This is a story about a sock.
Or rather, it is not about A sock so much as THE sock. The sock at the beginning of the whole Universe, yeah, way, way back at the start. The point to which every line can be traced back, if you only had the patience to trace back every line. Why, even the things that look like they came before it – the oceans and the canyons and the fossilized reptiles, the comets and the planets, old light and ageless black holes – those things were just thrown backwards in time from the story of the sock, instead of forward, like you and I were.
This is the way it all appears from my perspective, anyway, after years of thought and of measurement and research.
For you, maybe it is different.
I hope that I am not overselling this particular piece of men’s footwear.
The sock at the start was white. The sock was an ankle sock, cotton. It was my father’s. He kept it in a cigar box and he kept the cigar box in a footlocker inside his apartment. Now, this footlocker was chock full of these cigar boxes, and each one held something of immeasurable value to my father.
Sometimes, when he got sentimental after the drugs kicked in, he would reach down into the footlocker and he would take out one of his precious cigar boxes and he would show us what lay inside. Sometimes, upon opening up a cigar box, he would discover that it was empty. One time, upon opening up a cigar box, he found a ticket stub to a movie called Don’t Tell Mom the Babysitter’s Dead.
And one time, when it was 1998 and almost time for my father to die, he reached down inside his footlocker and took out one last cigar box to show us. “Us” in this case was my twin brother, Antony, and me. I am Katy.
Antony and I were twelve years old.
The sock was in bad shape. Threadbare at some parts, yellowed and crusty at others, and we could hardly even read the part on the toes where it was supposed to say, “Hanes.”
My father stared at the sock for a long time. He said, “When you were conceived, your mother and I were only fourteen. That’s hardly any older than you are right now.”
Do not get ahead of me here.
He said, “The part of ME that became YOU was supposed to wind up on this sock.”
Antony turned whiter and whiter and looked absolutely mortified. I did not get it at the time.
My father said, “Life is an accident.”
He said, “It is random.”
He said, “Anything can happen!”
Then he turned on his stereo to Radiohead or maybe to Beck or maybe to Bjork or maybe to something else that people listened to when they thought they were being deep in 1998.
He said, “Whenever things begin to look hopeless to you, remember that YOU could have wound up in this sock. I could be sitting here, right now, showing this sock and saying these words to a different person. To someone who would sort of be you, but sort of be your brother or your sister, only you’d never know it because you never even would have been born.”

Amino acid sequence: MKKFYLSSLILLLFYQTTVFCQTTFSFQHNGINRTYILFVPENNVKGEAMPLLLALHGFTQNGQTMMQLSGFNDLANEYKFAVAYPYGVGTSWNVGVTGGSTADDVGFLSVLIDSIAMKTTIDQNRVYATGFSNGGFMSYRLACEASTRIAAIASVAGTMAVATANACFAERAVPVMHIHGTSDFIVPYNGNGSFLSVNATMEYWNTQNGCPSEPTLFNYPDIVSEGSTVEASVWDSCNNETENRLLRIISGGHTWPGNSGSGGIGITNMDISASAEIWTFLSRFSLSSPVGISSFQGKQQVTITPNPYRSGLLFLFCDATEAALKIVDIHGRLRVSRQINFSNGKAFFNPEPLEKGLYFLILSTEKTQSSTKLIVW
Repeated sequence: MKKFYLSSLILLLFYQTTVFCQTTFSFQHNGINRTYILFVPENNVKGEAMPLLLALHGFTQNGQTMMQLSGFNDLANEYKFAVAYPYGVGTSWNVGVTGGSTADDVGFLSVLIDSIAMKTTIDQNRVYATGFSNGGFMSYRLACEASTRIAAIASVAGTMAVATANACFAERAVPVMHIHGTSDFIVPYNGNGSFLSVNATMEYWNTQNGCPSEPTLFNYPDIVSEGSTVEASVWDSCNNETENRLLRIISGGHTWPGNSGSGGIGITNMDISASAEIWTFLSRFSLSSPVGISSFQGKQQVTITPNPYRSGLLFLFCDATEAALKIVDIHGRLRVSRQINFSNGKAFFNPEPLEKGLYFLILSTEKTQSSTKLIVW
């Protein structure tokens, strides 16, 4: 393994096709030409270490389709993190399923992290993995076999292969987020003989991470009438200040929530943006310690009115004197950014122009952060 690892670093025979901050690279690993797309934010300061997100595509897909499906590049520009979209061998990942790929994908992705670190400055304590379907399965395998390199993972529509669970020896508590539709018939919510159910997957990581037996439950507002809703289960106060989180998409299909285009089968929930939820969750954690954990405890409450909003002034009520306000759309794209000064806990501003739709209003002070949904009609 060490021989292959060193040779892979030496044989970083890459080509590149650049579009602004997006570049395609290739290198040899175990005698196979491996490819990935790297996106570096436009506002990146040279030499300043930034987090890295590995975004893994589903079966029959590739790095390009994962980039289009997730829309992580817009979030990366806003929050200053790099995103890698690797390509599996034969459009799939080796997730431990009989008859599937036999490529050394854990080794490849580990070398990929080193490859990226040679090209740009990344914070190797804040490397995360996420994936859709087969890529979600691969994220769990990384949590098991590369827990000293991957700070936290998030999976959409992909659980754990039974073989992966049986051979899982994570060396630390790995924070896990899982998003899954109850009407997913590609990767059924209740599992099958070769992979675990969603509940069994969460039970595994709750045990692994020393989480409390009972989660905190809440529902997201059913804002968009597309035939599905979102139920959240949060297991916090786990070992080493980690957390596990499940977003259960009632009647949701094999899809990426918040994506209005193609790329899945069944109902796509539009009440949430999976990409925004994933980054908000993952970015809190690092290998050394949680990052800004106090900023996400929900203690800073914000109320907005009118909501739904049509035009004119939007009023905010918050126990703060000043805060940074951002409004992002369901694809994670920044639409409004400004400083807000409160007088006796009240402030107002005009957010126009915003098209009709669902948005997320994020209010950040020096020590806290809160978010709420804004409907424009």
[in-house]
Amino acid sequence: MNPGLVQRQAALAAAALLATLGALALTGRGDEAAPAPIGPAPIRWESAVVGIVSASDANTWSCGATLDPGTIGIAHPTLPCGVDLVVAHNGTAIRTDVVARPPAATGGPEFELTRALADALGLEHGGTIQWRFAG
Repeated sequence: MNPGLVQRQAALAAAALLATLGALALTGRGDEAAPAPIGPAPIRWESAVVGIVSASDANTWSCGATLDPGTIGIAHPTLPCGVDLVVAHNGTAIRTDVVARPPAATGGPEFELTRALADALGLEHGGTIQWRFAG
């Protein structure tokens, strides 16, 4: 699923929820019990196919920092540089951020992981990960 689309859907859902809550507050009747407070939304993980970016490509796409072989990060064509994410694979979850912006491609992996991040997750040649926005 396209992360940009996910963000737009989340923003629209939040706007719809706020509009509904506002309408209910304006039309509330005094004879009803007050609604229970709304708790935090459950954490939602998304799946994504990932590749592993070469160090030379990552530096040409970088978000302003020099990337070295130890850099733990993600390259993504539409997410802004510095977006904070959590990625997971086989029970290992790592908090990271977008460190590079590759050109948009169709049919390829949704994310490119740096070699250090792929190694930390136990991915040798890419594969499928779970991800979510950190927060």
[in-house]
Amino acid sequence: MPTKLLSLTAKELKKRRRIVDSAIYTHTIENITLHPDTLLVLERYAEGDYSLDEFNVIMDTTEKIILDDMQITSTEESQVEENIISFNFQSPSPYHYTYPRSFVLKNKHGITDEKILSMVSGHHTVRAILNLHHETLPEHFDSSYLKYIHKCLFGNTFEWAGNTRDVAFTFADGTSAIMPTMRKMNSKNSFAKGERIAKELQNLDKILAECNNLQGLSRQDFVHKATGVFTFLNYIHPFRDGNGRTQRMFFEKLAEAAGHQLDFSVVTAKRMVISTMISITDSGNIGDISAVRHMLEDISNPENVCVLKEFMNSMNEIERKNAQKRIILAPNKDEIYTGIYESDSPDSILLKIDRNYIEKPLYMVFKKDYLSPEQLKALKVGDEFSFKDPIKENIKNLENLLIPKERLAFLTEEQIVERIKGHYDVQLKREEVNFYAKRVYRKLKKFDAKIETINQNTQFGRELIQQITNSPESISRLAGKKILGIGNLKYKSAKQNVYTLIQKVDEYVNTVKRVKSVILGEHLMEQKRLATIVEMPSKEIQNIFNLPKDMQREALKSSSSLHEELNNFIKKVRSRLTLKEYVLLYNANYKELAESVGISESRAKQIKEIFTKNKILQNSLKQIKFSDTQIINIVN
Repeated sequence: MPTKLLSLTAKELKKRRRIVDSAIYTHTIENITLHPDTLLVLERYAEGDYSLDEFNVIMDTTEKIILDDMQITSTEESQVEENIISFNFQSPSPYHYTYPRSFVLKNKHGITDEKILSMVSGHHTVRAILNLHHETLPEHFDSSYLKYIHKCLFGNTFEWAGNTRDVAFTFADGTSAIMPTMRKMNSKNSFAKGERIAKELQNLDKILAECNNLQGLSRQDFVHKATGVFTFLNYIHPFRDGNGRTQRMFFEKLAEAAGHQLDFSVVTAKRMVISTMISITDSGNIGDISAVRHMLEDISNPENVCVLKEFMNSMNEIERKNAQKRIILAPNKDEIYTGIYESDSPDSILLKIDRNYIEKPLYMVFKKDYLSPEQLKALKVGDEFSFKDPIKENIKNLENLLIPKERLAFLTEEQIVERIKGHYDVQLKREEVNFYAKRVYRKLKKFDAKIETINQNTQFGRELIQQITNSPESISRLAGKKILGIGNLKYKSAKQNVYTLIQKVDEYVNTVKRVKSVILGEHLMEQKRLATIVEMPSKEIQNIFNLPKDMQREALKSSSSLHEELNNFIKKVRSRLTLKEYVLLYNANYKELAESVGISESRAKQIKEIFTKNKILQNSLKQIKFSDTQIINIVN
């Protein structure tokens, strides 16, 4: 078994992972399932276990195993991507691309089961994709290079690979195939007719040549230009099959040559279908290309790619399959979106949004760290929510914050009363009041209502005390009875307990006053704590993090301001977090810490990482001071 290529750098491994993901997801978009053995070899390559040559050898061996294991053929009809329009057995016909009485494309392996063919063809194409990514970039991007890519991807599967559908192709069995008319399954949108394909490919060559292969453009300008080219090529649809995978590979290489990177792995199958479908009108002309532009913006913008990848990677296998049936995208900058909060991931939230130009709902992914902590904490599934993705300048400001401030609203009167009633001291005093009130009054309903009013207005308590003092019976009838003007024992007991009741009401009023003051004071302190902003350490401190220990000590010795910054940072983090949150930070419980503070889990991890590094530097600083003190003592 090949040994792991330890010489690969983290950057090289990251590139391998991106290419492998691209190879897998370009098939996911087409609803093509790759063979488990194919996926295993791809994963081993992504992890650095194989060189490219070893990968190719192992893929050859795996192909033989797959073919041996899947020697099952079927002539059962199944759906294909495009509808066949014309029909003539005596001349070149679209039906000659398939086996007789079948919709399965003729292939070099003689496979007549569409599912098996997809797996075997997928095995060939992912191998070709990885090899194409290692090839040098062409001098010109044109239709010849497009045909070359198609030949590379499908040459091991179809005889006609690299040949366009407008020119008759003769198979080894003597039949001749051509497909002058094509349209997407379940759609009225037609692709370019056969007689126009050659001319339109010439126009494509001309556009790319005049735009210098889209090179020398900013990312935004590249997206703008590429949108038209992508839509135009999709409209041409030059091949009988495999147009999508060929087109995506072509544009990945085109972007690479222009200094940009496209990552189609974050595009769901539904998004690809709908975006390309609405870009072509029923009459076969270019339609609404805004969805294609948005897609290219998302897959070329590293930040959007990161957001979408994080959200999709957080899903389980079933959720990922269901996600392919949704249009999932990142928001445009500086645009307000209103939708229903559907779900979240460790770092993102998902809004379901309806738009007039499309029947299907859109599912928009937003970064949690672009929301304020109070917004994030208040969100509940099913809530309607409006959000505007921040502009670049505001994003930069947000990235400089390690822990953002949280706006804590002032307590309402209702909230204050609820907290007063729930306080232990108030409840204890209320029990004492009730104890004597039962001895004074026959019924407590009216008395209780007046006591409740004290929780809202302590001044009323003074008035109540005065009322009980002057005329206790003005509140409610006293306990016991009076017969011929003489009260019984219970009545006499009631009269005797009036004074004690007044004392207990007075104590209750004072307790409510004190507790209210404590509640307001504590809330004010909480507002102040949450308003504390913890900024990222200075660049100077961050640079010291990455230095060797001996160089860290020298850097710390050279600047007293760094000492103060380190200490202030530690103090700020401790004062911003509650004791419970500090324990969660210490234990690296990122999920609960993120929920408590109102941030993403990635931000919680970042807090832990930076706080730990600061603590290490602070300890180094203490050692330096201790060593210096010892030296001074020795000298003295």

Then, satisfied that his point had been made, my father closed the cigar box and he put it back inside his footlocker.
What happened to that cigar box after my father died, it is a mystery to me. Your guess is as good as mine. I guess the sock probably got thrown away, just like it should have gotten thrown away (or at least washed) thirteen years before.
But if you will allow me to get sentimental for just a moment… Sometimes, when I am at a place in my life like this one I’m at, where the whole world looks full of endings – my relationships and buildings and schools and blogs – I travel back to that sock. I mean, in my head, I do.
I travel back to that sock at the beginning of the Universe and I find a new beginning stuck in it, one that is kind of me, but kind of not me – fresh and different and glistening and new. And I clean off this new beginning and I carry it with me, carefully carefully, out to the center of a vacant lot or to a construction site or maybe to some disused downtown alley.
The new beginning is shaking in my arms. It is raring to go. It is brimming with potential. I wonder to myself, “What will I be like this time? Will I be right-handed? Will I be straight? Will I be pretty or rich or able to do calculus?”
Then I take the new beginning by the tail, I peer up into the murky Houston sky, I hold onto it for one more moment, and I let it fly…
“They flutter behind you, your possible pasts
Some bright-eyed and crazy, some frightened and lost
A warning to anyone still in command
Of their possible futures to take care.”
-Pink Floyd, “Your Possible Pasts”